A couplet is a pair of rhymed lines. Both lines usually have the same meter, or number of syllables. A couplet represents a whole notion and might be humorous or serious. Some poems are composed of many couplets.
A rhyming couplet is a type of poetry that uses identical rhymes in each line of the poem. These poems tend to be short, often just one sentence long. They are easy to write and fun to read. There are several famous poems that are only written in rhyming couplets: "Eloi" by John Milton and "Ode on a Grecian Urn" by Keats are two examples. Many children's poems are also written in rhyming couplets. "The Owl and the Pussycat" by Edward Lear and "Roses are Red" by Karen Hesse are two examples of poems for young readers.
These poems are easy to write because you only need to think of one word per line. The ending word or phrase can be used as the beginning word of the next line too. For example, if the last word of the first line is "giraffe", then the second line could start with "long neck" and the third line could start with "looked at him sternly". This is how poems written in rhyming couplets work.
In poetry, a couplet is a pair of consecutive lines in metre. A couplet is often made composed of two lines that rhyme and have the same metre. Each of the two lines of a formal (or closed) couplet is end-stopped, signifying a grammatical halt at the conclusion of a line of poetry. End-stopping can be achieved by using punctuation marks or capital letters at the beginning and end of a line.
End-stopped lines are common in English poetry, especially ballads and sonnets. In classical poetry, the iambic pentameter requires ten syllables per line and is considered the ideal form for epic poems, such as The Iliad by Homer. This constraint allows for only five end-stopped lines in an 80-line poem. Modern poets may vary the number of end-stopped lines within a given limit to achieve greater rhythmic variety within the work as a whole.
The term "couplet" comes from the French word for two, which in turn comes from the Latin words for young man. Thus a couplet is a poem written in double meters, usually referring to two quatrains rhyming abab. These four-line stanzas are the basic unit of Classical Arabic poetry. The triple meter used by many Persian poets consists of three pairs of alternating lines, each pair consisting of a long and a short line. Turkish poetry also uses triplets; each triad is called a tercet.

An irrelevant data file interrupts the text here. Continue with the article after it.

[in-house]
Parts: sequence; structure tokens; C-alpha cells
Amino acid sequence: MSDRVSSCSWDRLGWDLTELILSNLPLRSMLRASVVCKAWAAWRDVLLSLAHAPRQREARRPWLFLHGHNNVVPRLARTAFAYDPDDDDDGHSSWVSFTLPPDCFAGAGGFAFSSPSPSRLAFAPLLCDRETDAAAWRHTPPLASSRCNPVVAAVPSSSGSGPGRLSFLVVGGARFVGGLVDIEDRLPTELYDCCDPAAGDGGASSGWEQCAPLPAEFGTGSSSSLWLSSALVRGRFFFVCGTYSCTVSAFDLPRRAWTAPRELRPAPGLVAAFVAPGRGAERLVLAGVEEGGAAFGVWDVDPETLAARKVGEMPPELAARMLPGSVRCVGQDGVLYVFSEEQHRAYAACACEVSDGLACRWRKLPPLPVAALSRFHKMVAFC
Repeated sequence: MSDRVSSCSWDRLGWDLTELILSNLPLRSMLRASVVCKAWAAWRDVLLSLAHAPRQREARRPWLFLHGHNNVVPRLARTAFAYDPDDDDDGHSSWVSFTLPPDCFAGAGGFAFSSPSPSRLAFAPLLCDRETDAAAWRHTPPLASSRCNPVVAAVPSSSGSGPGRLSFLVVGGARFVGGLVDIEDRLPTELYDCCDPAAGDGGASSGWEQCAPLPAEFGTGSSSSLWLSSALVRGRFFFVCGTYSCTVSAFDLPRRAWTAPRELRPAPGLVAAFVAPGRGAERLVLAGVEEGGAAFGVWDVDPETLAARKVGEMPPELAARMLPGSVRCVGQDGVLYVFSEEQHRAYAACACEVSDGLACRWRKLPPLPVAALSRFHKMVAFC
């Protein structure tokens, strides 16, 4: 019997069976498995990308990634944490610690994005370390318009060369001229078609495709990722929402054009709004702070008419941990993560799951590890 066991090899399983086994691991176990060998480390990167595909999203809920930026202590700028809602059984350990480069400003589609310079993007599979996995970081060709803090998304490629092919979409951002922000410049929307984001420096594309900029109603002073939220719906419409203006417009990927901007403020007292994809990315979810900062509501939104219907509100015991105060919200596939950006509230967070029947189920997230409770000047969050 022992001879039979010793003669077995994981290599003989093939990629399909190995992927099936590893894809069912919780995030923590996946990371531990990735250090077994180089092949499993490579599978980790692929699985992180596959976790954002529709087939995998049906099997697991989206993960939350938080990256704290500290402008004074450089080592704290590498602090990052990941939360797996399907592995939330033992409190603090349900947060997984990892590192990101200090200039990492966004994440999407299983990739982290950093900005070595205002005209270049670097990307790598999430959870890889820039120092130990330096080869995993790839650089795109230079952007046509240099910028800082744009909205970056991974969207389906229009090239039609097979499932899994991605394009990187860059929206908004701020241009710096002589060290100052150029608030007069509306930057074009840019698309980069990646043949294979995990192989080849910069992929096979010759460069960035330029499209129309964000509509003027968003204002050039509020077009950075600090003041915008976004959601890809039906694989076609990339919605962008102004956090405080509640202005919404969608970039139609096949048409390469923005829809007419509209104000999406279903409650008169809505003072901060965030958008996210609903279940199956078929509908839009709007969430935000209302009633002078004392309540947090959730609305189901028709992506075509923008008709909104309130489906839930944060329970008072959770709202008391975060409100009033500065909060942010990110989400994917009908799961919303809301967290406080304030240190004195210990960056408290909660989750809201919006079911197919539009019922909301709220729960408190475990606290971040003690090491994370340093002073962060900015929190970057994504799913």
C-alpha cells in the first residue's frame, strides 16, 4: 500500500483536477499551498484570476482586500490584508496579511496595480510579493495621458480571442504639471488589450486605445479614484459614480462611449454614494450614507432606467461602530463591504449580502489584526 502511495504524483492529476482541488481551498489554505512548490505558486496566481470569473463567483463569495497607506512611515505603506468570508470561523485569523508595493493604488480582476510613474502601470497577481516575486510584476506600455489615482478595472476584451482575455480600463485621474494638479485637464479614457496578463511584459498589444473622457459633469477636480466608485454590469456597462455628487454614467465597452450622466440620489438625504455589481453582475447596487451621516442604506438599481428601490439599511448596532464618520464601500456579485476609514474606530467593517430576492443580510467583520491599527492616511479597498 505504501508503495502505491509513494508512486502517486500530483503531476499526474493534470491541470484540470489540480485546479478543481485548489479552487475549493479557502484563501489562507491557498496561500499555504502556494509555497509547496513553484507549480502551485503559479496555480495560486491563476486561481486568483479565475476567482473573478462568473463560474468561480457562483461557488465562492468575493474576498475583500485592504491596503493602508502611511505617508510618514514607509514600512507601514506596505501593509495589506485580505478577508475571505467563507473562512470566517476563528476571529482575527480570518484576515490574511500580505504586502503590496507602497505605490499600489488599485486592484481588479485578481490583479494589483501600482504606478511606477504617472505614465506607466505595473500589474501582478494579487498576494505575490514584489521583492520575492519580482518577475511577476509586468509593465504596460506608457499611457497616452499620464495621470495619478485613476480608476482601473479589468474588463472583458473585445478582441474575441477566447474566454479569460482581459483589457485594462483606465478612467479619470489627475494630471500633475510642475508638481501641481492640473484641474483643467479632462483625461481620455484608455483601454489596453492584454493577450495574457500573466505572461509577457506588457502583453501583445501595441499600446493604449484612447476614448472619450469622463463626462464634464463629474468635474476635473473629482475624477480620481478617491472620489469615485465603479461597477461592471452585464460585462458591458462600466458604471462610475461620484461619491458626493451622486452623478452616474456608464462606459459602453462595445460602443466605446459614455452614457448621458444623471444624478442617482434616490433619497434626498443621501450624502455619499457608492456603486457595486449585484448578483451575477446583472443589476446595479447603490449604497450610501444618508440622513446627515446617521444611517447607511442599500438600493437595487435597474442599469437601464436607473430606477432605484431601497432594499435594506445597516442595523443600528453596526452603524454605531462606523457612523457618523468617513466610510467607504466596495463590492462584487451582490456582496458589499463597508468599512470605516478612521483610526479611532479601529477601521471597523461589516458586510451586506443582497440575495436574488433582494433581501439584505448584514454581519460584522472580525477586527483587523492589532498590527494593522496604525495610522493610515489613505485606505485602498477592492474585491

A couplet poem is made up of groups of two lines that flow together and frequently rhyme. The number six is important in poetry; it is called the "canon" of poems. There are only six classes or "cannons" of poems: Iambic Pentameter (the classical form) and Iambic Heptameter (a popular form); both have seven metered lines. The rest are classified as free verse.
In general, a couplet is a pair of lines, the first and last words of which coincide (such as "rose" and "rosebud"). A quatrain is a group of four such lines. In English literature, a sonnet is a fourteen-line poem written in iambic pentameter. This form is based on the structure of the sonnet sequence, which consists of an opening line, followed by thirteen lines with eleven syllables in each, and a closing line similar to the first. Many modern poets follow this pattern loosely, using it as a guide rather than a rule.
In poetry readings, couplets are usually done by one person reading while another person sings or plays music. This allows both speakers an opportunity to be heard.
A couplet might be formal (closed) or run-on (unclosed). An example of a formal couplet is: Spring comes with flowers, flowers bloom in June. Summer's heat melts them all away.
An uncoupled couplet is one where the second line does not directly answer the question posed by the first line. For example: I wish you a Merry Christmas I'm sorry we didn't get a chance to say goodbye.
A three-line rhyming poem is also called a tercet. This term can be used for any length rhyming poem but here we will consider only those that are symmetrical as a tercet should be. Thus, a couplet is a symmetrical tercet and a trio is a symmetrical tercet too.
A quatrain is a four-line poem that usually ends with a full stop after the third line. The fourth line typically answers the question raised by the third line and sometimes goes further than that; it can be a general statement, a prophecy, or anything else suitable.